The City of Castro is located in the middle of Chiloé Island, on its eastern shore, in the Province of Chiloé, a part of the Tenth Chilean Region, known as the Lake District.
The Great Island of Chiloé may be reached by car through the Southern Panamerican Road up to Puerto Montt and then by ferry across the Channel of Chacao, from the continent onto the island.
The city is nestled on a sandspit formed between the estuary of the Gamboa River and the Ten-tén marshlands. One important feature about Castro is its architecture, based on the construction of houses on wooden stilts on the seashore. These constructions are called palafitos and they create an unmistakable colorful postcard.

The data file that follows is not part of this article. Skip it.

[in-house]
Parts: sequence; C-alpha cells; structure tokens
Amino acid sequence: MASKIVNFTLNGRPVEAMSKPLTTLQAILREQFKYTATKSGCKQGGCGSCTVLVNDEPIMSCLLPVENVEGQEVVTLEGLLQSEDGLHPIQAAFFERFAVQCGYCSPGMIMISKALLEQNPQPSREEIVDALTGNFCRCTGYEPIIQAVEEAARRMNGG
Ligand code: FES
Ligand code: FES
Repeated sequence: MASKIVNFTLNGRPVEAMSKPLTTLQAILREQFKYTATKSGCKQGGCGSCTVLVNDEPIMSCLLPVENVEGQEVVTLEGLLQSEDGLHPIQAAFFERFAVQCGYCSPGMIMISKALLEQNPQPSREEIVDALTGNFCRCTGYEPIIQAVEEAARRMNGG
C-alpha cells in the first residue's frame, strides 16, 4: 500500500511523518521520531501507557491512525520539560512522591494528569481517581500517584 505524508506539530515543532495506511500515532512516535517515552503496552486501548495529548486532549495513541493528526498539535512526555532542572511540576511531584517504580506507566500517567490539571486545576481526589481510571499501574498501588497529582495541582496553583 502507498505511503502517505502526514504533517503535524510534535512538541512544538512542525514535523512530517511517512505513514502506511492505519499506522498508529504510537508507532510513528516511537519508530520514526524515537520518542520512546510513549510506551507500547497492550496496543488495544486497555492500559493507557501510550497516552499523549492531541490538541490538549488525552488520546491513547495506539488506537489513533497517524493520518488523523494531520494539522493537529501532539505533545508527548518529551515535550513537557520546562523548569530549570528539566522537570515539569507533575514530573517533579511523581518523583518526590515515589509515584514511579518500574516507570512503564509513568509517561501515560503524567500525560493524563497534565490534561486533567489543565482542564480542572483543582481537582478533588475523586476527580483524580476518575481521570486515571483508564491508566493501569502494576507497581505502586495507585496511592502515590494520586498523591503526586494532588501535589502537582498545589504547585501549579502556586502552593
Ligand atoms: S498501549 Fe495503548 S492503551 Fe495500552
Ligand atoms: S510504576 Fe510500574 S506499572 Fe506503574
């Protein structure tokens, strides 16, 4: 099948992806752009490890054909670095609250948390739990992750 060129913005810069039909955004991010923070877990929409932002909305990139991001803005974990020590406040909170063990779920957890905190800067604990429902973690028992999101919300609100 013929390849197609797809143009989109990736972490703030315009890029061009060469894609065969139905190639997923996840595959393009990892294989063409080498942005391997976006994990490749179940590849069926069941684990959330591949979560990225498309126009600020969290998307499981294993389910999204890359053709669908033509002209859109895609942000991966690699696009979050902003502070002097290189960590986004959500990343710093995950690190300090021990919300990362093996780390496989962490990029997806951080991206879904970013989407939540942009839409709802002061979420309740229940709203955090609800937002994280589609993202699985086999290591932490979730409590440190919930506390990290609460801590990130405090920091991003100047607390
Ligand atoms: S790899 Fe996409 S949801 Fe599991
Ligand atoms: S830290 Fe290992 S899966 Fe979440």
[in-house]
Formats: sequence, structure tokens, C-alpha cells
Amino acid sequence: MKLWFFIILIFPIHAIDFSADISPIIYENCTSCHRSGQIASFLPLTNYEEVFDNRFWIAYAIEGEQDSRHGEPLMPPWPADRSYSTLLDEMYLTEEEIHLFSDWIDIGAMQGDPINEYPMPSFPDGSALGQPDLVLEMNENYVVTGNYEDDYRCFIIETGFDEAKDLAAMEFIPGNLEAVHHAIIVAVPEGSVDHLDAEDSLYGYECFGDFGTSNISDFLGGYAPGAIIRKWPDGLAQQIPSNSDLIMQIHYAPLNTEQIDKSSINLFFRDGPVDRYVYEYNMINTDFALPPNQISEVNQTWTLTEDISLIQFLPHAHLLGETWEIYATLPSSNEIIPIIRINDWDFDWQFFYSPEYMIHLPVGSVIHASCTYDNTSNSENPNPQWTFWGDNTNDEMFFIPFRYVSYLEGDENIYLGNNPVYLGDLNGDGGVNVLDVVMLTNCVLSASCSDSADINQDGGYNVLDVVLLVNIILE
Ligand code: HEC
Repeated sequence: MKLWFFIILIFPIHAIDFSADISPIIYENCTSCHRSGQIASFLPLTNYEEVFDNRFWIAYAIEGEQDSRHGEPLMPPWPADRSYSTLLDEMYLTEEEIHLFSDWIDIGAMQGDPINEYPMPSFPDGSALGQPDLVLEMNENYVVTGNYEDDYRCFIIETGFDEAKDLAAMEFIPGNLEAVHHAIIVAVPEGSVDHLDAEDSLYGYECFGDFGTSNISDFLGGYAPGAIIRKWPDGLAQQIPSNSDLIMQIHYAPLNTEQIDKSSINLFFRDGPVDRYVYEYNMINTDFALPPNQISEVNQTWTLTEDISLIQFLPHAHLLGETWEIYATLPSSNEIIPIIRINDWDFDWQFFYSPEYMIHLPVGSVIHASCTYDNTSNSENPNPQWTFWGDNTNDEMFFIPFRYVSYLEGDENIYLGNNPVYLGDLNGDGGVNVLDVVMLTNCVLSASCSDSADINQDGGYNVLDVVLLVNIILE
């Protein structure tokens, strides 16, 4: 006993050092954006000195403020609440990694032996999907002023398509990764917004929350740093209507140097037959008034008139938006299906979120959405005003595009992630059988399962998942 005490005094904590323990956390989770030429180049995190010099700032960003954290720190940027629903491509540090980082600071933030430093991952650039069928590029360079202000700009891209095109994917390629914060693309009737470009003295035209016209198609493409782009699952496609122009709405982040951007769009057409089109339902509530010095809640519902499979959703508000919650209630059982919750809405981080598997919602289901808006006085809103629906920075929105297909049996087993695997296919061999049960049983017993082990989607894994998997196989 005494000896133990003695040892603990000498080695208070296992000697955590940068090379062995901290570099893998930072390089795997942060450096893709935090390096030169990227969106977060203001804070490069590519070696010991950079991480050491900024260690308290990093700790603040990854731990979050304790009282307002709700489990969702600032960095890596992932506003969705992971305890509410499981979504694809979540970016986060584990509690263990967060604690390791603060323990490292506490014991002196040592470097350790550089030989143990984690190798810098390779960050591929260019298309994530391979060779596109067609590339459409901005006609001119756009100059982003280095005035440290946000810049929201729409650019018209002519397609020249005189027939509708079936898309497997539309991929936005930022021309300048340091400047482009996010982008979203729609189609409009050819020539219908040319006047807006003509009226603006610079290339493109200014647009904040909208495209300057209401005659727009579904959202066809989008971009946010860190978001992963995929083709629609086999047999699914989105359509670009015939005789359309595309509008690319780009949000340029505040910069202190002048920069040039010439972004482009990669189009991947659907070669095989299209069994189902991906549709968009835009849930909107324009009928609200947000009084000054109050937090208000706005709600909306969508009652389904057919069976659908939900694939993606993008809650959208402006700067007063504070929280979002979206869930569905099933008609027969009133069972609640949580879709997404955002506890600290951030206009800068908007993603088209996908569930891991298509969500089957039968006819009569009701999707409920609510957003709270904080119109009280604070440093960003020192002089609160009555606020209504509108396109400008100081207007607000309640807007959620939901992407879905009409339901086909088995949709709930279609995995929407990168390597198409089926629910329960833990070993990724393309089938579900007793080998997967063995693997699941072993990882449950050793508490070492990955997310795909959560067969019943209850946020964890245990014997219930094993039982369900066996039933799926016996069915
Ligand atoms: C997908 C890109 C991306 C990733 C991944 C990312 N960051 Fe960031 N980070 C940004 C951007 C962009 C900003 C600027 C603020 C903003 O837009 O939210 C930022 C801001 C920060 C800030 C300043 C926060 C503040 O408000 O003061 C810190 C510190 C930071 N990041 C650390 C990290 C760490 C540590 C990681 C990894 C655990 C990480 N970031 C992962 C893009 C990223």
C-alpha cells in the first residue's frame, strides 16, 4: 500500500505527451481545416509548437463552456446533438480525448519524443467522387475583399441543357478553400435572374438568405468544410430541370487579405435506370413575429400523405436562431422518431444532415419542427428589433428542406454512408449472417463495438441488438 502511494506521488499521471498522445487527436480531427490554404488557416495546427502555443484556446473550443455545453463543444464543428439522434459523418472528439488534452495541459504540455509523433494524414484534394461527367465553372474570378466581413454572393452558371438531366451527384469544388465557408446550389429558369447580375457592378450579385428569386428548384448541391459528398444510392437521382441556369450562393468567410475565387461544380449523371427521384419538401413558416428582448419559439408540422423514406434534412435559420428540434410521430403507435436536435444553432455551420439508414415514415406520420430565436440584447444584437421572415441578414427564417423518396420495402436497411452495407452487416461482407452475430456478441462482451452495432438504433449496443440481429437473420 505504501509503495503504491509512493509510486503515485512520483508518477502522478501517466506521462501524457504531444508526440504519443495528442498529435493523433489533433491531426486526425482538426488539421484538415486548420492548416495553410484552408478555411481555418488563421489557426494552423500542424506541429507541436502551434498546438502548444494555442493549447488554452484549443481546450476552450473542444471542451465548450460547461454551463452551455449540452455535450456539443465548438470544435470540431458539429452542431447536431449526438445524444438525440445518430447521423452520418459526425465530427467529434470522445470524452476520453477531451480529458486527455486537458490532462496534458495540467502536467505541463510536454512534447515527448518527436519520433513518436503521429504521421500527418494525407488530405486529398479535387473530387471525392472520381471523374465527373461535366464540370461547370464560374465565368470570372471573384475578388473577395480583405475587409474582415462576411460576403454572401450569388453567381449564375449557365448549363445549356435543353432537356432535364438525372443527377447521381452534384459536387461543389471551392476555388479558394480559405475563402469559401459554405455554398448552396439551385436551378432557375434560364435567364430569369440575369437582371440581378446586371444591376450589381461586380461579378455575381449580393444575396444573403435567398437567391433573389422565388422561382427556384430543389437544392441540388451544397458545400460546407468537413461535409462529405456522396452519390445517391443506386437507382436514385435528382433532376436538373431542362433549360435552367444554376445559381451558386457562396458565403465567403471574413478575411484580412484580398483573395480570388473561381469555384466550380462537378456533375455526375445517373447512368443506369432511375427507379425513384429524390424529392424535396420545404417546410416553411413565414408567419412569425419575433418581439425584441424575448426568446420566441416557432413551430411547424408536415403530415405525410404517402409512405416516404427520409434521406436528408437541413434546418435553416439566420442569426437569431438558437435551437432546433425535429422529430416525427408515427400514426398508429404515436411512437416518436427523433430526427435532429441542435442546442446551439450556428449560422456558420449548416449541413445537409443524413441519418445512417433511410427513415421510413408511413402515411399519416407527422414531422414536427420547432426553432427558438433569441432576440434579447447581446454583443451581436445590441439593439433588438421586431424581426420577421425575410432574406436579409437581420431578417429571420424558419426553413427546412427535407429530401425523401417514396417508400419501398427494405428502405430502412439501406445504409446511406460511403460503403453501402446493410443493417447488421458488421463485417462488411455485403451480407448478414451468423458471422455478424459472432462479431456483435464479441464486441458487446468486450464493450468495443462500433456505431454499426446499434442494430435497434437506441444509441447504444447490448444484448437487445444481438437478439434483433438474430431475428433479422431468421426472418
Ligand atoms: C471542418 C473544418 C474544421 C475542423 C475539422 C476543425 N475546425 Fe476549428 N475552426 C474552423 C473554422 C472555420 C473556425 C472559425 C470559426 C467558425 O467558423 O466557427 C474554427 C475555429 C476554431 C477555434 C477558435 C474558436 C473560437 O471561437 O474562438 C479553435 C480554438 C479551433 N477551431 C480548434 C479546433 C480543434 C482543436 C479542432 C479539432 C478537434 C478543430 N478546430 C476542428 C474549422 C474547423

The main activity in Castro is fishing, completed with agriculture, whose production is aimed at local consumption and is developed on the Rilán Peninsula. Furthermore, timber is produced in the area, which represents a major boost for the economy of the city.
Towards the East of Castro, lying between the Ancud and the Corcovado Gulfs, there are countless islands of various sizes, such as Caucahué, Buta-Chauques, Meulin, Quenac, Cahuache, Quinchao, Lemui, Quehui, Chulin, Apiao, Chaulinec, Talcau, Tranqui, Cailin, Laitec, Coldita and San Pedro, to name a few.
The District of Castro has four churches that have been declared World Heritage by UNESCO, namely: Castro, Rilán, Nercón and Chelín. The City of Castro also features several museums and the Municipal Park, where various festivities and markets are held. Wonderful views of the locality may be caught from Mount Millantuy, where there is a monument of the Virgin Mary.